It isn’t likely you will hear Bill Day talk about his MA in Adult Education, his years as President of Douglas College, the Order of Canada Award he received, or his service as a Citizenship Judge. After visiting with him and his partner Lynn Wells for an hour, I came away with the distinct impression that at age 80, he’s just too busy and goal oriented to focus on past accomplishments.
Necessity made it essential for him to be proactive and creative. “To pay my camp fees at YMCA’s Camp Elphinstone,” he remembers, “I cleaned out-houses. It was something no one else wanted to do. I was my own boss. I liked it. I learned that if you do work others don’t want to do, you get respect.”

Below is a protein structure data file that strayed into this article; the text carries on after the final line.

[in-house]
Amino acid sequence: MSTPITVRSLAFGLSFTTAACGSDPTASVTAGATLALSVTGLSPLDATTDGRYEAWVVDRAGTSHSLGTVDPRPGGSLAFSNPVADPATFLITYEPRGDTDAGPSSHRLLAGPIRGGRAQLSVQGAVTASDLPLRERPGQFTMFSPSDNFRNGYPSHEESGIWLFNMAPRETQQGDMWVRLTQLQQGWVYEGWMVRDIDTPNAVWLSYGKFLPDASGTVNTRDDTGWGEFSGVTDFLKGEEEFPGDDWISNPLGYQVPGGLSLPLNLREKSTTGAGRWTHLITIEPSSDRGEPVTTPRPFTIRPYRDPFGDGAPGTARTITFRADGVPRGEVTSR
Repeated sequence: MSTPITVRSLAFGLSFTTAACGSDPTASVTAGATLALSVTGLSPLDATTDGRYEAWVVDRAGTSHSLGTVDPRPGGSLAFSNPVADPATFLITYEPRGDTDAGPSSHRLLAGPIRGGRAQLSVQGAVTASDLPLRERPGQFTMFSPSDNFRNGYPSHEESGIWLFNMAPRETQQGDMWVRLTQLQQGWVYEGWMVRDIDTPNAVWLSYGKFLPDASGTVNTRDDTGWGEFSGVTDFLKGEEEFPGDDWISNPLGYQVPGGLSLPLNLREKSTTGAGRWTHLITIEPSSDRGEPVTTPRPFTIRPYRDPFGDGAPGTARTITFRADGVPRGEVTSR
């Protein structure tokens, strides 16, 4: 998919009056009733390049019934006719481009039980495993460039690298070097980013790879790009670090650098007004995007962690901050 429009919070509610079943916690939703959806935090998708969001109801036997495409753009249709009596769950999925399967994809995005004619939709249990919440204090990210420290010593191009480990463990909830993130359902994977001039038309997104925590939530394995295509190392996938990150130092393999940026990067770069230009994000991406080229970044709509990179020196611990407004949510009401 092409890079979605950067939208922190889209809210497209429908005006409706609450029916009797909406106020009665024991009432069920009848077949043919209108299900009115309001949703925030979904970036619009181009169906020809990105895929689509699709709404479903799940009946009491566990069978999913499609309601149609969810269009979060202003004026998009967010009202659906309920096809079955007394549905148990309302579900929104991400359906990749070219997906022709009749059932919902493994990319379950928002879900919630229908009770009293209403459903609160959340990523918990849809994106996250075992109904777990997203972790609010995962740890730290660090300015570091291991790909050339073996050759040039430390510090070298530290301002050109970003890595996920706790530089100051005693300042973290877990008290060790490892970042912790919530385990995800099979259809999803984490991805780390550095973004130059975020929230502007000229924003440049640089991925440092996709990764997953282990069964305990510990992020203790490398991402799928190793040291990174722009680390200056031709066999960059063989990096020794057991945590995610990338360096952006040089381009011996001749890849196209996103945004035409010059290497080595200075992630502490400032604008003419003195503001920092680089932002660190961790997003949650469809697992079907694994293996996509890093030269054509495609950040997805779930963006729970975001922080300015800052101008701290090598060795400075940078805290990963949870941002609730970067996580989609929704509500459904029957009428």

He developed the habit of doing whatever it takes. To pay for his UBC tuition, he worked at the paper mill at Ocean Falls. “I learned on the job and became a millwright,” he says. “I loved the work and I loved Ocean Falls. It was there that I started teaching English to immigrant men in the evening in the bunkhouse.” Helping those men put him onto a path he was to walk on the rest of his working life.